Be Careful with Kitchen Knives
Every year, about thousands of people end up in emergency rooms with injuries they
receive by using kitchen knives. But with a few cutting-edge tips, you can stay away
from the biggest danger of kitchen work. Here's how:
When chopping or dicing curved foods, such as eggplant or zucchini, start by cutting
the object in half, to create a flat, stable end. Place the flat surface against the
cutting board and go to work.
Chefs learn a special holding method that protects their fingertips. To use this method,
bend your fingers under and press against the food with the tips of your fingers.
Let your knuckles guide the knife.
Use a sharp knife
A dull blade is actually more dangerous to use than one that is sharp. Here's why:
A dull blade needs more pressure to cut, increasing the chance that the knife will
slip with great force behind it. A sharp knife "bites" the surface more readily.
Use the right cutting surface
Cutting on a metal stovetop, on a plate, or on a tile or Formica counter dulls your
blades. It's best to use a plastic or wood cutting board.
Flip a pepper
To safely cut a bell pepper, cut it in half first, and then slice or chop it with
the meaty side up. This decreases the problem of cutting through its waxy skin.
Palm that bagel
It's easy to cut yourself when halving a bagel — if you try to hold the bagel in your
hand. Here's the trick: Place the bagel flat on a cutting board, put your palm on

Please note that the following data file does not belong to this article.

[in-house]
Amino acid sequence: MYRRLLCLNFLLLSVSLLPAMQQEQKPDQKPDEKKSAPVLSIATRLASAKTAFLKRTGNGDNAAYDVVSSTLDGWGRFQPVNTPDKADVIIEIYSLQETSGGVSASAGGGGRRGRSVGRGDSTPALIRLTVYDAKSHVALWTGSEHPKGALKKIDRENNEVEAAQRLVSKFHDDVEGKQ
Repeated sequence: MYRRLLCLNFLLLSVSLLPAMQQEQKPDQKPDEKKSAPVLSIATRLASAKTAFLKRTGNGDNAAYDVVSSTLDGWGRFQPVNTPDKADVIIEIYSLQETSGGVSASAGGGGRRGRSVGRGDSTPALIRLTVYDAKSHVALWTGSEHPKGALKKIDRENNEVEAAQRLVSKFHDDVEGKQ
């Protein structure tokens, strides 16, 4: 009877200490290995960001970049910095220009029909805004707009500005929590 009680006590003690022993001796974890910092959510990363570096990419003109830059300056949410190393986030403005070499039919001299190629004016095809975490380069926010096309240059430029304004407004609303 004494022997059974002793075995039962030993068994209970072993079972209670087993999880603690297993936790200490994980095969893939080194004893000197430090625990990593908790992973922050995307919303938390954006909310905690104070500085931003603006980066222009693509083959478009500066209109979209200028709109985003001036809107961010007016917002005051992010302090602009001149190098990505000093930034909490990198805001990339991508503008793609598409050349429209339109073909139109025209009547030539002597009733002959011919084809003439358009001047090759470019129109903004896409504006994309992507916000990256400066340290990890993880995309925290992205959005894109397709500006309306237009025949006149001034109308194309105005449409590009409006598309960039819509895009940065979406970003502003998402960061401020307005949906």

top to steady it, then slice parallel to the cutting board. Cut about halfway through
the bagel. Finish either by rotating the bagel with the knife in place, or stand the
bagel on end and "saw" through to the end.
How to choose the correct blade
Knives are tools, and it's best to use the right one for the job. A good knife will
have a carbon or carbon and stainless steel blade that runs all the way through the
knife handle. It should feel balanced and comfortable in your hand. Here's a look
at the cutlery of a well-stocked kitchen:
Chef's knife. With its 8- to 12-inch blade, this knife is good for slicing tomatoes and dicing
carrots. It's also adept at cutting roasts and other large, thick meats.
Paring knife. With a thin, sharp, 3- to 4-inch blade, this knife is small enough for peeling apples,
potatoes, and other fruits and vegetables.
Serrated knife. Perfect for cutting crusty bread, or anything with a hard exterior and soft interior.
But don't use it to cut meat. Its saw-toothed edge will shred the flesh.
Boning knife. With an extremely sharp and very thin blade that ends almost in a point, this knife
is good for delicate cutting jobs, like boning chicken and filleting flounder.
Utility knife. Similar to a chef's knife, but about half the size, this knife can handle almost
all but the most delicate jobs. Keep it handy for when your other knives are unavailable.